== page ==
complies with the seismological observations made by seismological
methods is a valid one. In contrast to statistical methodologies, it
is a, more or less, deterministic methodology, which is
characterized as "short-term prediction" or even more as “immediate
prediction”, since the time window which is achieved by this
methodology, is of the order of hours - days.
As a by-product of the method which is followed for the
determination of the “magnitude” parameter of an earthquake, are the
compiled "Seismic, Potential Maps". These maps can be considered as
prognostic tools for an intermediate-term prediction.
T he obvious question is: are all strong earthquakes
predictable? The answer is no!! Actually, predictable are the
earthquakes that are capable to generate electrical signals and
consequently, the presented methodology can be applied to. These
earthquakes are the ones, which occur in the crystalline part
(crust) of the lithosphere. The main idea is that, preseismic
electrical signals are generated, due to crystalline deformation, by
any valid strain inducing physical mechanism. The earthquakes,
located, in the part of the Earth’s outer-shell, where plasticity
exists (upper mantle, lower lithosphere), are not capable to produce preseismic, electrical signals. Therefore, in this case this
methodology cannot be used.
It is anticipated that, this methodology can be improved further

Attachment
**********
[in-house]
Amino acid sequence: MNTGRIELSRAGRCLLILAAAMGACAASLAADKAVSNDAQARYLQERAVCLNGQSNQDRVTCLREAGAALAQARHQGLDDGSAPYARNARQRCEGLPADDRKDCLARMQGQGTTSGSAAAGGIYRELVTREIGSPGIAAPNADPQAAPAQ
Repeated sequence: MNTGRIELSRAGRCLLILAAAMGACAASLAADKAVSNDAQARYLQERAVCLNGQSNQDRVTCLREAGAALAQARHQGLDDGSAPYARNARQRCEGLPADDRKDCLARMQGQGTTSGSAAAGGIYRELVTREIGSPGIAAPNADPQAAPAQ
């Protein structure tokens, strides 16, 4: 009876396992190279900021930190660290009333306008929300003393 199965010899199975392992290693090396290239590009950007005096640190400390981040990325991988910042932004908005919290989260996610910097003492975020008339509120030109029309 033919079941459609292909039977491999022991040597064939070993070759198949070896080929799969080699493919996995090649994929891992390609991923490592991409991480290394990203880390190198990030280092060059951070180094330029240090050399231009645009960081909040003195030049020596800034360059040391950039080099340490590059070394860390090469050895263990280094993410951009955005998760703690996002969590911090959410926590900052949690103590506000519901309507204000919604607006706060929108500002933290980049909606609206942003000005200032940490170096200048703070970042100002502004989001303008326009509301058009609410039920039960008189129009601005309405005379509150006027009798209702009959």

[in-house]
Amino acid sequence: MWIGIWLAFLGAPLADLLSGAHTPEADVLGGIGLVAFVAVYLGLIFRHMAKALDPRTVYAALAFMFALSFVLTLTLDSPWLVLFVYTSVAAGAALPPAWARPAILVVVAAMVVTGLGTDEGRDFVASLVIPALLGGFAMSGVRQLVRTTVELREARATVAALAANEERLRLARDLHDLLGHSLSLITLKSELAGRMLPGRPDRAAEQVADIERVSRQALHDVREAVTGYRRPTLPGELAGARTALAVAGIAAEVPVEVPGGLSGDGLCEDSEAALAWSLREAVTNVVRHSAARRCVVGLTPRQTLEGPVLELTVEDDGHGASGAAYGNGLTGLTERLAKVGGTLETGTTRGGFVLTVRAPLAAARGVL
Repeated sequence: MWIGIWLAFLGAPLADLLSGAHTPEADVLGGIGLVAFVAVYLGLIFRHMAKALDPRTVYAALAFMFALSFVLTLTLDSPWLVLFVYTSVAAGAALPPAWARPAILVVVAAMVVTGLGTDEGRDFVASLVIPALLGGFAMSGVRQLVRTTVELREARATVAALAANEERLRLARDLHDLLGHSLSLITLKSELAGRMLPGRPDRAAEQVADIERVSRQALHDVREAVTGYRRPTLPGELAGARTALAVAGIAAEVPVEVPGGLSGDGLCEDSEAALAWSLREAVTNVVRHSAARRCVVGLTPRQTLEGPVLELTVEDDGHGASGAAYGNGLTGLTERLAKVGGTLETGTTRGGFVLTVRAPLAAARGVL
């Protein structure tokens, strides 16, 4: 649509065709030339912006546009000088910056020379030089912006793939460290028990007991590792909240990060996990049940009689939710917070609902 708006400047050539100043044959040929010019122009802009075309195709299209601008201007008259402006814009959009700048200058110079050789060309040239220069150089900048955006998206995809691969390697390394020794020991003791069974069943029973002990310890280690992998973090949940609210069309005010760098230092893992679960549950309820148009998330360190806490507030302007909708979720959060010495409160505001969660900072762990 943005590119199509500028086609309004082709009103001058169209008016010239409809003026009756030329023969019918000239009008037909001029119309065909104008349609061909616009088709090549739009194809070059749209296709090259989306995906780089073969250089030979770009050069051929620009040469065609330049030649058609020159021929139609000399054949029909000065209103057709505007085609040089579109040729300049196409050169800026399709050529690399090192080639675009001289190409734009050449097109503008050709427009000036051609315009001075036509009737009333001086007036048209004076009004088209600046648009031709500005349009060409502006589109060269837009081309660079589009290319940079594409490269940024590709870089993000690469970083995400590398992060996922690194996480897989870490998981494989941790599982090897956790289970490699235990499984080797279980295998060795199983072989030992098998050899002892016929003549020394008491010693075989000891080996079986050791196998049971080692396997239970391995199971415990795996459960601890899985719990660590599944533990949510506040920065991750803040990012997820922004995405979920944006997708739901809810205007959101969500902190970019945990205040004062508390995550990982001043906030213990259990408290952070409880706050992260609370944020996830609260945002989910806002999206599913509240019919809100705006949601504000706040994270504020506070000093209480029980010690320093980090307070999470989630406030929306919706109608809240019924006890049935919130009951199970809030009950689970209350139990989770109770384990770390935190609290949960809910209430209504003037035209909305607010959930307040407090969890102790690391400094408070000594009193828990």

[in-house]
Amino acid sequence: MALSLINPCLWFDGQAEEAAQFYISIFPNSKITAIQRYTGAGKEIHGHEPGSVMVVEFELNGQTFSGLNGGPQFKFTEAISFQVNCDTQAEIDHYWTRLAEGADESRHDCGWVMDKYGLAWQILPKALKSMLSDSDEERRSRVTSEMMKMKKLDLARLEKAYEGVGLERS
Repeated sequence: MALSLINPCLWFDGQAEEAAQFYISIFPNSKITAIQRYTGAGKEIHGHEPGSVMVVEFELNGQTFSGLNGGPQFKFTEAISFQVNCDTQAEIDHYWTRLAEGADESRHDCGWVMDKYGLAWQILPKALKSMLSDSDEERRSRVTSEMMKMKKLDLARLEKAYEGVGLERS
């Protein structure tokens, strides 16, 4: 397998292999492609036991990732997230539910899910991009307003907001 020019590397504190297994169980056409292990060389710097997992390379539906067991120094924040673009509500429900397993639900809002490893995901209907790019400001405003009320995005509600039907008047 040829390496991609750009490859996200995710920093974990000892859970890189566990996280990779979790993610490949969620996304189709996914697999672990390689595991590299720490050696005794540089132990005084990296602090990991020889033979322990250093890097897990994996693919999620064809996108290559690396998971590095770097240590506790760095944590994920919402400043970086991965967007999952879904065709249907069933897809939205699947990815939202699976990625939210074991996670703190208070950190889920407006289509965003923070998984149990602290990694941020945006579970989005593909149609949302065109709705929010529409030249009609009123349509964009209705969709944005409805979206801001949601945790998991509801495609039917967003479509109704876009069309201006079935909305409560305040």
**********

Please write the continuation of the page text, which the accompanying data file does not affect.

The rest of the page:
more. A topic that should be studied in detail is the application of
a weighting factor in the calculated azimuths, according to the used
signal amplitude. In the present methodology, the real azimuthal
direction is determined as the average value of all individual
azimuths, calculated from all data points, regardless of the
corresponding signal amplitude. Instead, a threshold was selected,
so that the preseismic signal would be kept above a certain level
from ambient noise.
Another topic that is very interesting and should be addressed to
is the preseismic signals azimuthal directions, in relation to the
regional - local stress field, observed, at each seismogenic area.
As far as it concerns the practical application of the methodology,
a wide, monitoring network is required, in order to cover, in an
even density, a largely, extended, seismogenic country.
In the particular case of the Balkan Peninsula which presents high seismicity, is required a network which will cover up the
neighboring countries of Greece (Albania, FYROM, Bulgaria, and
Finally, it must be understood that this presentation does not
exclude the existence (in the future) of any other methodologies,
with even better accuracy than the one, which has been achieved with
the present work. I hope that some other eager and younger
researcher will either improve it or invent a better one, in the
What is only required, is to believe that a problem shouldn’t be
considered unsolvable, just because it was not solved for a long
period of time, in the past.